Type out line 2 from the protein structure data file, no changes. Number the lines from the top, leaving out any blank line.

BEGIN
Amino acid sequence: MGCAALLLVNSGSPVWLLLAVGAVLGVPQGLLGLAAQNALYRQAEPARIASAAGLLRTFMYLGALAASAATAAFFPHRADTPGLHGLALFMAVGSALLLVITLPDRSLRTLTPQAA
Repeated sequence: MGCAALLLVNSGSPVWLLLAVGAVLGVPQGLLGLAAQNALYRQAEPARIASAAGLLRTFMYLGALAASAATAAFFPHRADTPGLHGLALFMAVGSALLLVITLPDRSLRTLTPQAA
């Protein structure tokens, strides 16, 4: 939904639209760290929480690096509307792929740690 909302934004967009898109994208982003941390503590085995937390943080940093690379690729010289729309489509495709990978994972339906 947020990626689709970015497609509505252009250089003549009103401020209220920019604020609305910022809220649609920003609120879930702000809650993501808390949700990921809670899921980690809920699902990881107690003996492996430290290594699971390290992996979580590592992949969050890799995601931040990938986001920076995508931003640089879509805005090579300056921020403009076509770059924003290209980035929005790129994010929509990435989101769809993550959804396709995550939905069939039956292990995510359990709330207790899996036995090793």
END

Repeated sequence: MGCAALLLVNSGSPVWLLLAVGAVLGVPQGLLGLAAQNALYRQAEPARIASAAGLLRTFMYLGALAASAATAAFFPHRADTPGLHGLALFMAVGSALLLVITLPDRSLRTLTPQAA